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same level of experimental quality that they were provided durhe active period of underground testing 10 years ago and be

owever, there is a variety of assessments that indicate that the ural effective time has taken its toll and that our capabilities his area are gradually and continually coming under pressure. will soon be necessary to address the training of a new generan of personnel to support potential nuclear testing.

So, in summary, the NTS is a broad-based, user facility that suprts customers nationwide, with our primary mission being to pport the NNSA and national laboratories. That concludes my rearks. Thank you, Mr. Chairman.

Mr. WELDON. Thank you, Dr. Tarantino.

[The prepared statement of Dr. Tarantino can be found in the ppendix on page 98.]

Mr. WELDON. Mr. Mitchell.


Mr. MITCHELL. Thank you, Mr. Chairman, the committee members. We thank you again very much for the opportunity to be here today.

At Y-12 we made a great deal of progress over the last year or two but we still face many significant challenges in meeting the long-term needs for the Nation. Y-12 can and will meet the nearterm stockpile needs for the stockpile life extension programs. In order to do that we have had to reactivate many capabilities and processes that have been inactive for more than two decades. In doing so, of course, we are going into a situation where the safety and security standards now are somewhat different than they were before. But we have in place detailed plans that will allow us to do that to support these national needs in the near term.

The issues at Y-12 are our ability to meet the long-term needs to support our aging infrastructure and replace it where necessary, to be able to take that infrastructure and increase the technology in it, and to provide the very long-term needs that we have.

We are in the initial phases of doing much about that. Right now we have a major capital reinvestment program under way at Y-12. We currently have two capital projects under way, one of which is a new, modern, very secure storage facility for highly enriched uranium which will be the largest in the Nation when we are through. We have two others, beryllium manufacturing and highly enriched uranium manufacturing that are in this 5-year planning that we have now in NNSA. So I believe we have the basis for that capitalization program for our manufacturing capabilities.

We have been greatly aided by the facilities infrastructure funding. We have been able to make significant headway in reducing our maintenance backlog and we have also embarked on a program designed to reduce the active footprint of Y-12.

Y-12 is a plant designed in the Manhattan Project time, expanded greatly over time. And the part we actually need for the long term is probably a third or quarter of the footprint we actually have. Yet we still have the landlord expenses of maintaining all the infrastructure and capabilities. So our ability to reduce that foot

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So we feel pretty good about what we are doing and the dire that we are going in, and we can conceive of almost no sca now that we can't be prepared to meet in the nuclear weapons plex. So thank you very much.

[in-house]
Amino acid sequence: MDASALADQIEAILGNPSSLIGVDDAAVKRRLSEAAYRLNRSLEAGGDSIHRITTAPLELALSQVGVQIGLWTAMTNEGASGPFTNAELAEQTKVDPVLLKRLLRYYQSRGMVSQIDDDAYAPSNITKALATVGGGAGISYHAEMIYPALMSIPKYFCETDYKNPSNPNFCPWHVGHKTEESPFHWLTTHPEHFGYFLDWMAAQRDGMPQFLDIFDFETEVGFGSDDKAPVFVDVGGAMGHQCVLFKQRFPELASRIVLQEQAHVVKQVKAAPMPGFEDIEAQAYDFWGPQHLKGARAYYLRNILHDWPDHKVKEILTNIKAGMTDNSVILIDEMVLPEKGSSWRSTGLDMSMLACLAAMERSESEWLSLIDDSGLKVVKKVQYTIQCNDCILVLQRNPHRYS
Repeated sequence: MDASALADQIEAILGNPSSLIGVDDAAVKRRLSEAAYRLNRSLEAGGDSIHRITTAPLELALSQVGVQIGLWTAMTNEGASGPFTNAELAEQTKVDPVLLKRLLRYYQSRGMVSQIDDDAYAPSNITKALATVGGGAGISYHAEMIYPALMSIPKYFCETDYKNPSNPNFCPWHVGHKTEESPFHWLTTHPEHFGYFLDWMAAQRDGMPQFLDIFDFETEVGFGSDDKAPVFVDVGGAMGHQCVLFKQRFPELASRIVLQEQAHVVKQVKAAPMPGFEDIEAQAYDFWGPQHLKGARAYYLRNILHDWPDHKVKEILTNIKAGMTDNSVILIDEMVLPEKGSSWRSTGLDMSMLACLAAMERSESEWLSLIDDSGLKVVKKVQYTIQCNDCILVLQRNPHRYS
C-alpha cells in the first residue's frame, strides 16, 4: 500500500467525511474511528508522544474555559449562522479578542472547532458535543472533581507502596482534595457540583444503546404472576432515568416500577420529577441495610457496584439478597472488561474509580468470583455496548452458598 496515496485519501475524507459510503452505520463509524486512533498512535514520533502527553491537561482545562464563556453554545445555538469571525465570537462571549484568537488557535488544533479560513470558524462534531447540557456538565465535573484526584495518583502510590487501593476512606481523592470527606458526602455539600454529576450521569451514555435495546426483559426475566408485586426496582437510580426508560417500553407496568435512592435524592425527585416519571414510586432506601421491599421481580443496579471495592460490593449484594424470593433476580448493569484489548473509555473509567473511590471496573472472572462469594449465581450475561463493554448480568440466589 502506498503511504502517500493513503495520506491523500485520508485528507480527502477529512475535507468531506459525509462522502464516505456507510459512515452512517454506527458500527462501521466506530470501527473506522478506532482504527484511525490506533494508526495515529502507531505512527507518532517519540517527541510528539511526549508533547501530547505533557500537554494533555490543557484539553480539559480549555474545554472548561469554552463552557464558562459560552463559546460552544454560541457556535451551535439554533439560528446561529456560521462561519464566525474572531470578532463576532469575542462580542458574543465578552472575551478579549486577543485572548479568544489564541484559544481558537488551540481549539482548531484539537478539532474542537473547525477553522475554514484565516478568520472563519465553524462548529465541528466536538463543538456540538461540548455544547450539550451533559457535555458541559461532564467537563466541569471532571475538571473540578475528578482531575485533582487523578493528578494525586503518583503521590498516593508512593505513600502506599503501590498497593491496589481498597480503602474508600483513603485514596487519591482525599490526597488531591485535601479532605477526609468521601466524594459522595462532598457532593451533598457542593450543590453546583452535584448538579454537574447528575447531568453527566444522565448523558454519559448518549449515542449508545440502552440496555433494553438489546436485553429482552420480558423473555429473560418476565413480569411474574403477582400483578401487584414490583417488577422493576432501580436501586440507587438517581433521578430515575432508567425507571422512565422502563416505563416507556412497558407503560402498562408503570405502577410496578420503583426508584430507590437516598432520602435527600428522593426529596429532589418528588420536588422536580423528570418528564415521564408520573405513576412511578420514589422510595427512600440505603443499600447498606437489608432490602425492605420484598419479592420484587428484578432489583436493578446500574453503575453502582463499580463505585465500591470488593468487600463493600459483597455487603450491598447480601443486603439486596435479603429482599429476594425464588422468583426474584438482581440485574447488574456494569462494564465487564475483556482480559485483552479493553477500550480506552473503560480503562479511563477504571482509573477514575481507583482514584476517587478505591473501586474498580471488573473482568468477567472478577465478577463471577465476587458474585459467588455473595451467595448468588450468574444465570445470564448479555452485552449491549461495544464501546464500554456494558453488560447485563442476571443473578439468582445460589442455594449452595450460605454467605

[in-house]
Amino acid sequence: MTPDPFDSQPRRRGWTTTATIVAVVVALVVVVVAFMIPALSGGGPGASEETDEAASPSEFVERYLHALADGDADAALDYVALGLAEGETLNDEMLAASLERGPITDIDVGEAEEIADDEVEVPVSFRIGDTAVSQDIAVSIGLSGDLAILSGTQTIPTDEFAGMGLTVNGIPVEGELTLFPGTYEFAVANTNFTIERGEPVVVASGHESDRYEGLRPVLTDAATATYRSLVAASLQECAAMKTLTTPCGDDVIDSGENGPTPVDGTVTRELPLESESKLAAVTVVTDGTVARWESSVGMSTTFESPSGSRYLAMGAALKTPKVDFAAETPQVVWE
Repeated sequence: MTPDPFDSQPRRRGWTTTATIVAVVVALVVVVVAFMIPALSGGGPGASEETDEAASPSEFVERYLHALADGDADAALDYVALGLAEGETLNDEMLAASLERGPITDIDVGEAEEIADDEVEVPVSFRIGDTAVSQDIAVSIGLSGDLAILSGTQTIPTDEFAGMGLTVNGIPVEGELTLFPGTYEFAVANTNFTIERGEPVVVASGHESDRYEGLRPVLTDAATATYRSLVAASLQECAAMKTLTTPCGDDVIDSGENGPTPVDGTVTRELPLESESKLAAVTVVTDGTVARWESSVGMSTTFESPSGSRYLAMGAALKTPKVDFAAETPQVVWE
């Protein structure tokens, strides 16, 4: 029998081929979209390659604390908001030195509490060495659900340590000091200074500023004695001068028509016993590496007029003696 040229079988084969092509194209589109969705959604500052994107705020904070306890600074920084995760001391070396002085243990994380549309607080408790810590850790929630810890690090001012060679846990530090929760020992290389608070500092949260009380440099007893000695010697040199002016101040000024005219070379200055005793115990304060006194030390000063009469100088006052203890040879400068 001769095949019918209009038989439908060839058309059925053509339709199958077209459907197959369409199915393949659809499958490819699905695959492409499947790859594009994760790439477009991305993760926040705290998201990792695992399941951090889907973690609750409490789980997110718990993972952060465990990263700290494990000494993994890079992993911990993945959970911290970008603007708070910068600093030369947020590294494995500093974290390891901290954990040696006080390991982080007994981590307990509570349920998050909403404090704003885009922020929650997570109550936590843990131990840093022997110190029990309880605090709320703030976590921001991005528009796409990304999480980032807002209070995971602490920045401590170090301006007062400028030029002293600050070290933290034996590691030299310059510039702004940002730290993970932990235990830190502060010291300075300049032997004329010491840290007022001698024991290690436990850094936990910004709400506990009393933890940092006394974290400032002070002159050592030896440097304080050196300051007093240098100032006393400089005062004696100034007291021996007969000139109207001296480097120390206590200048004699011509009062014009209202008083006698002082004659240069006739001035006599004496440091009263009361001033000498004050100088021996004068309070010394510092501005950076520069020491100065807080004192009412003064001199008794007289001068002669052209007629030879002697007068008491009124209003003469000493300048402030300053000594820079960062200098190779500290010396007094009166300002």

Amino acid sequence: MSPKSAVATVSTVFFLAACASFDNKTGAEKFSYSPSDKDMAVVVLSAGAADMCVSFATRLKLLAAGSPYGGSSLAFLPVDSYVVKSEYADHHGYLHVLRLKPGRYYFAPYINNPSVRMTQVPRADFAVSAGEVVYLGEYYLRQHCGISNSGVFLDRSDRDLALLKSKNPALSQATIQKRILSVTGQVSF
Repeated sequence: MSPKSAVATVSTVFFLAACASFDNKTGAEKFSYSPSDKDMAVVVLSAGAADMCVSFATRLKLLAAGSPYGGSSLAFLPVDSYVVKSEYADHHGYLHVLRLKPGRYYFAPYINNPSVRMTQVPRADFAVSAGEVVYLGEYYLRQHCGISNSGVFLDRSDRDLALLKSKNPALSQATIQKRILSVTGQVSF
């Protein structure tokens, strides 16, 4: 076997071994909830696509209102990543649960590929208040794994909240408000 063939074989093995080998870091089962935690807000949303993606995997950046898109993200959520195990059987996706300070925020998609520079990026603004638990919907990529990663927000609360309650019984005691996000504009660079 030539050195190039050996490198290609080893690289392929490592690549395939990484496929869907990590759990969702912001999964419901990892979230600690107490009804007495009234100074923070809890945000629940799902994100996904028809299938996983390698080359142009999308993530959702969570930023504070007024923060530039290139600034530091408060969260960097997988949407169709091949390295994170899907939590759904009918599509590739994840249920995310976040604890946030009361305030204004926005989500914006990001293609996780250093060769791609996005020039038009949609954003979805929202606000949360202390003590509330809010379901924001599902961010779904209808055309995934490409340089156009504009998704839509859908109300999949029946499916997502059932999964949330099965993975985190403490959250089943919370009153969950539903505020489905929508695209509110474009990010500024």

Mr. WELDON. Thank you for your statement and thank y your service.

[The prepared statement of Mr. Ruddy can be found in the pendix on page 96.]

Mr. WELDON. I didn't mention this, but all your statements be entered as a part of the record. You can make whatever ments you would like to make. Dr. Tarantino.


Dr. TARANTINO. Thank you, Mr. Chairman and the commit for this opportunity to comment on this very important topic would like to quickly just make three key points:

First, I am a relative newcomer to NNSA, returning after a ra er lengthy sabbatical. I am very much aware of the importance the Nevada Test Site, the NTS, to our national security. NTS unique and vital. Without it the country loses its ability to condu underground testing of nuclear weapons.

Second, although underground testing at NTS ceased in the early 1990s, we returned to the testing of special nuclear materials with high explosives in 1997 with the initiation of subcriticals program Unleashing an underground test, subcritical test, does not involve a nuclear explosion or a self-sustaining nuclear reaction. We have conducted 17 subcritical tests since 1997. The latest of these, Oboe 9, was conducted last Friday. We have two more planned for this year. The tests have been providing vital information on the behav ior of nuclear materials under high explosive shock loading.

The current Stockpile Stewardship Program plan continues these for the foreseeable future, and these subcritical tests and the other stockpile stewardship activities we participate in are key lever activities for maintaining the level of underground test read that we currently have.. You: Ja Sa

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zation or new information techour business processes. Through procurement technologies alone, we So today I am cautiously optimistic steps we have taken to address critiinfrastructure, our ongoing efforts to r plant and enhance operational effiNSA's new 5-year budget and planning idence to say that the Kansas City Plant port the stockpile requirements of the fu

print-it is a major initiative to reduce the long-term cost of ownership for the government. We have taken a very active mood in trying to put together an active technology insertion program. Y-12 went through a number of years with the technology that had been invested in the 1960's and 1970's. We now have taken every part of our manufacturing processes and put together a detailed technology road map and identified whether we either need to remechanize an old process or in fact bring in new technologies, and we are executing these plans.